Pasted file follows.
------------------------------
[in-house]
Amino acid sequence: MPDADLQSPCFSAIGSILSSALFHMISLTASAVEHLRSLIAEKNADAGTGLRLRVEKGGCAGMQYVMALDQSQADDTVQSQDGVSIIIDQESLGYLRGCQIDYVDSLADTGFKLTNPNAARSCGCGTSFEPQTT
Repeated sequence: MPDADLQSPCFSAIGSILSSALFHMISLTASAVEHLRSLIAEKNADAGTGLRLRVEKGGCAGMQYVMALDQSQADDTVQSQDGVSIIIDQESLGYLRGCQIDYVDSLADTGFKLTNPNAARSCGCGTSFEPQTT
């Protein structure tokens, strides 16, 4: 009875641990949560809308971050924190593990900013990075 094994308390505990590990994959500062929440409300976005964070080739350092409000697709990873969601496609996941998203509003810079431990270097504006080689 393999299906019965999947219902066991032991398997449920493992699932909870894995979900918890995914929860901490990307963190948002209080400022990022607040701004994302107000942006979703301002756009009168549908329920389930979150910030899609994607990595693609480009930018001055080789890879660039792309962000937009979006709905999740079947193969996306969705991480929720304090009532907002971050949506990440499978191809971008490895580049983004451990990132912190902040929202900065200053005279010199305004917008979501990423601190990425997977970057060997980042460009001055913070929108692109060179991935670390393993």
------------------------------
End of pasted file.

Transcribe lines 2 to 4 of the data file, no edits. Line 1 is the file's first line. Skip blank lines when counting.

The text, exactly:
Amino acid sequence: MPDADLQSPCFSAIGSILSSALFHMISLTASAVEHLRSLIAEKNADAGTGLRLRVEKGGCAGMQYVMALDQSQADDTVQSQDGVSIIIDQESLGYLRGCQIDYVDSLADTGFKLTNPNAARSCGCGTSFEPQTT
Repeated sequence: MPDADLQSPCFSAIGSILSSALFHMISLTASAVEHLRSLIAEKNADAGTGLRLRVEKGGCAGMQYVMALDQSQADDTVQSQDGVSIIIDQESLGYLRGCQIDYVDSLADTGFKLTNPNAARSCGCGTSFEPQTT
């Protein structure tokens, strides 16, 4: 009875641990949560809308971050924190593990900013990075 094994308390505990590990994959500062929440409300976005964070080739350092409000697709990873969601496609996941998203509003810079431990270097504006080689 393999299906019965999947219902066991032991398997449920493992699932909870894995979900918890995914929860901490990307963190948002209080400022990022607040701004994302107000942006979703301002756009009168549908329920389930979150910030899609994607990595693609480009930018001055080789890879660039792309962000937009979006709905999740079947193969996306969705991480929720304090009532907002971050949506990440499978191809971008490895580049983004451990990132912190902040929202900065200053005279010199305004917008979501990423601190990425997977970057060997980042460009001055913070929108692109060179991935670390393993």